With a 10-20, there are a couple of potential architectural issues. You'll have distortion but it's not pincushion and not barrel but moustache. In other words if you shoot a seascape with a horizon through the middle of the frame, it will be wavy.
It's slight, but it's noticeable. Certainly a lot more noticeable than another wide angle that has this form of distortion (the Carl Zeiss 21mm)
Similarly, when you shoot architecture you will notice slight waviness in your vertical lines. It can't be corrected in Photoshop, where barrel and pincushion distortion can.
Now if you can get over that, which I did for a couple of years, you've got a good value ultra wide angle on your hands. Sigma have two options - the f3.5 and the variable aperture. I'd go for the variable aperture as a) it's cheaper, b) it's better and c) it has a 77mm filter thread. This makes filters potentially a lot cheaper.
When shooting with any lens you'll have perspective distortion unless the lens is perfectly level (lens not pointing slightly up or down). For example, when angling the lens upwards slightly and shooting buildings the taller parts of the buildings will lean in from the edge of the frame. With an ultra wide angle this effect will be more extreme. Sometimes this can be used for effect but there will be times when you'll want to correct things in Photoshop. If so, always frame wider so you have room to correct the lean in photoshop. Preferably shoot with the lens parallel to the ground and then crop the wasted foreground in photoshop.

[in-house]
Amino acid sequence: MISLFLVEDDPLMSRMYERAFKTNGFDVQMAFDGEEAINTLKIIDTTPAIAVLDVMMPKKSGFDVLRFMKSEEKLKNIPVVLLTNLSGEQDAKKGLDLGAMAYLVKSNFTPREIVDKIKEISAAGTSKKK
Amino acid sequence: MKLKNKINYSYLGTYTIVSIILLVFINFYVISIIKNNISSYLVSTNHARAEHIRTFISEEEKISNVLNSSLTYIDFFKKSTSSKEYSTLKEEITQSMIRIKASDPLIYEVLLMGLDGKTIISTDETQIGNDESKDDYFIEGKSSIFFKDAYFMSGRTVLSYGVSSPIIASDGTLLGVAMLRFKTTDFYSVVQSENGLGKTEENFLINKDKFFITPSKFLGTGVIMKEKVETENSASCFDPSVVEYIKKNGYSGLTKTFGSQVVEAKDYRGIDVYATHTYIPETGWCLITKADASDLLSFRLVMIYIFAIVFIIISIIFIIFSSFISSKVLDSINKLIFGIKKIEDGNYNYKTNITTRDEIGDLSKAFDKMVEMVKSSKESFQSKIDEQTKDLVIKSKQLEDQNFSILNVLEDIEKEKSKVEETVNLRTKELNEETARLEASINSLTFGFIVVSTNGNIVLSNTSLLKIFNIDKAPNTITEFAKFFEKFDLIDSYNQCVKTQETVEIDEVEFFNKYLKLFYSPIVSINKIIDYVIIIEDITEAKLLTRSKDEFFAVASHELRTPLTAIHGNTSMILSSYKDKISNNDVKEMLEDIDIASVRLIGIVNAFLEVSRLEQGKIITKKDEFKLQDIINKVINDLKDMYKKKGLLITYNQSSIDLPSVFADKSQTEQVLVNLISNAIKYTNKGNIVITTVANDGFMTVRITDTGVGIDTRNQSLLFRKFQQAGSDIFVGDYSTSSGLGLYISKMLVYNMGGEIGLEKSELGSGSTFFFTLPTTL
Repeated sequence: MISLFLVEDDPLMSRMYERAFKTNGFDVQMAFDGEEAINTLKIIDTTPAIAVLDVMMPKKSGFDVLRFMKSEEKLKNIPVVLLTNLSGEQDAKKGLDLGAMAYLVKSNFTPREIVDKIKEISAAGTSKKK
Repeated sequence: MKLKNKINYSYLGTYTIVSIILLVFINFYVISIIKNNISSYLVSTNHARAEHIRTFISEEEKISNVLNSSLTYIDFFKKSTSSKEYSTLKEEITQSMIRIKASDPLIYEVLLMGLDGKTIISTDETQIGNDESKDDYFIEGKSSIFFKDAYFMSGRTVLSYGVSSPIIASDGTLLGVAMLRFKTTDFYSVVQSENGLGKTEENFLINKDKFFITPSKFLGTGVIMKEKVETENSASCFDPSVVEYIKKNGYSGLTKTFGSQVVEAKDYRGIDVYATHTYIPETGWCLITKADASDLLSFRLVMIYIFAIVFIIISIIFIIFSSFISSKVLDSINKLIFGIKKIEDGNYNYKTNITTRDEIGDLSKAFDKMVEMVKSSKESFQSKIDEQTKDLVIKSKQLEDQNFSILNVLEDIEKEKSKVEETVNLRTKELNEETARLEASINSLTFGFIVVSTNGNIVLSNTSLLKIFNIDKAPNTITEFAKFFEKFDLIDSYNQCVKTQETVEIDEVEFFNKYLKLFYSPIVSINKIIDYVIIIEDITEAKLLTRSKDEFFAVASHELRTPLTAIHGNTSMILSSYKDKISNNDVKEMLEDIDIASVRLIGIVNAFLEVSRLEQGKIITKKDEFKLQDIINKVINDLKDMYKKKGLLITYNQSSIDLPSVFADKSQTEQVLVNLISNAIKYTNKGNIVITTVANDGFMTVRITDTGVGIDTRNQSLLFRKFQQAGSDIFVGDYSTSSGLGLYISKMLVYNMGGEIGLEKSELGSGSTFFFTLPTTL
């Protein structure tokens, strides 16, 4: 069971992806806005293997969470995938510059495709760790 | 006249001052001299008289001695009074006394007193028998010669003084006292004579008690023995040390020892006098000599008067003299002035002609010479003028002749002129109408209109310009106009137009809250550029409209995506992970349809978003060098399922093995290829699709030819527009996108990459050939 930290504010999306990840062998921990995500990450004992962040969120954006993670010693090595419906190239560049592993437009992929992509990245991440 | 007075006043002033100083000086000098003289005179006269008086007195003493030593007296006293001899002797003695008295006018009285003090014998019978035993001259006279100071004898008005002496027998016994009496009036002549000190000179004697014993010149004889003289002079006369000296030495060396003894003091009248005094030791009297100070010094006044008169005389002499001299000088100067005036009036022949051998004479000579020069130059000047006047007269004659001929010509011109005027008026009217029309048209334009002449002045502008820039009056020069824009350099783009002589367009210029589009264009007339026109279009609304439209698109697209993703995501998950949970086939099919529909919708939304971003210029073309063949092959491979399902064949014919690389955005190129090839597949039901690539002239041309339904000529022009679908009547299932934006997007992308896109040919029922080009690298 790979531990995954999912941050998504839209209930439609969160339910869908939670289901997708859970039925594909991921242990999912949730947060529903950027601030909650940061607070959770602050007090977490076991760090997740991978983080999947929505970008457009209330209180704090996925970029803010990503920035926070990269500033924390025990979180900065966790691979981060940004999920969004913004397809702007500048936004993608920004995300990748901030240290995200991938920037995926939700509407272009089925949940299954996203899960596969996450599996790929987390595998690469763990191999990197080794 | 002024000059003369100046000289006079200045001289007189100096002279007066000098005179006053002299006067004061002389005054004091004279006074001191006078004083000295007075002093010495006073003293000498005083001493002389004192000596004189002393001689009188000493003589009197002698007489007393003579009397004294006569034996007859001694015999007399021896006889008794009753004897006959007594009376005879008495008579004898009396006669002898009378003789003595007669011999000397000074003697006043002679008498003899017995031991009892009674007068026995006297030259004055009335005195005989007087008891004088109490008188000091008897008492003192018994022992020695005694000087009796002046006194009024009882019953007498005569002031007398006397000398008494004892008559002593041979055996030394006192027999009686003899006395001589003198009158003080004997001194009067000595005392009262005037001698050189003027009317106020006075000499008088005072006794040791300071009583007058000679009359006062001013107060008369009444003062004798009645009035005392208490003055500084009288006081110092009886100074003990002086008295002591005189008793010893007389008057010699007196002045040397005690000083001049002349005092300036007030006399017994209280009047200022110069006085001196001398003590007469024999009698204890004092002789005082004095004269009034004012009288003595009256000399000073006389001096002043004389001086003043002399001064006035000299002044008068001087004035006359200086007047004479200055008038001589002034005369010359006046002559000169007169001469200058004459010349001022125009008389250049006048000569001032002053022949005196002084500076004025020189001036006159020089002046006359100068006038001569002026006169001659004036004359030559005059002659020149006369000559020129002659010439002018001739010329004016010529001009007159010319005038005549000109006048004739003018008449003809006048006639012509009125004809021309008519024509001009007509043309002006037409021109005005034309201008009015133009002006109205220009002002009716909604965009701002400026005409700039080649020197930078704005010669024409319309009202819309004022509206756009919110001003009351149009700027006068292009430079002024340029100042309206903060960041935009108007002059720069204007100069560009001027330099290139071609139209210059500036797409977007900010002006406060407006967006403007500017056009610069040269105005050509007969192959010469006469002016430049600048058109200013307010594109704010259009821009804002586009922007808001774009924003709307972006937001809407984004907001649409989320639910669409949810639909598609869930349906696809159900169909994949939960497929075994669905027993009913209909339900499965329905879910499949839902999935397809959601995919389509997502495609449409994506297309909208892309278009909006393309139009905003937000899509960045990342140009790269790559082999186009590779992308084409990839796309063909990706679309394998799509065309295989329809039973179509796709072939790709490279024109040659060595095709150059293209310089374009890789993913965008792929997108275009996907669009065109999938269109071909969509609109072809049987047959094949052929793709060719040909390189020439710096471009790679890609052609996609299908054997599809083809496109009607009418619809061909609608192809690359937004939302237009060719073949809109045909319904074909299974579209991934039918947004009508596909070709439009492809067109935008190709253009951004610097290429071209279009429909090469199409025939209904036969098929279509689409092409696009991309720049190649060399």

If you're shooting at eye level you will have a lot of wasted foreground - it's always quite useful to get down low and add an element of foreground interest into your shot as otherwise you will have nothing and then a very wide and small view of subjects in the distance. Sure, 18mm is wide enough in most instances, but the difference between 18mm and 15mm is big, then 15 to 10mm is another huge step. It will really add depth to your photos. If shooting in portrait orientation, watch your shadow and feet - they might also make a guest appearance!
If you do get one, make sure to practice before you use it to get used to the depth with leading lines to your advantage before going away - then it can be a very useful lens for you.
Here are a couple of sigma 10-20 examples:
@ 10mm (and about 12" from the nearest stones)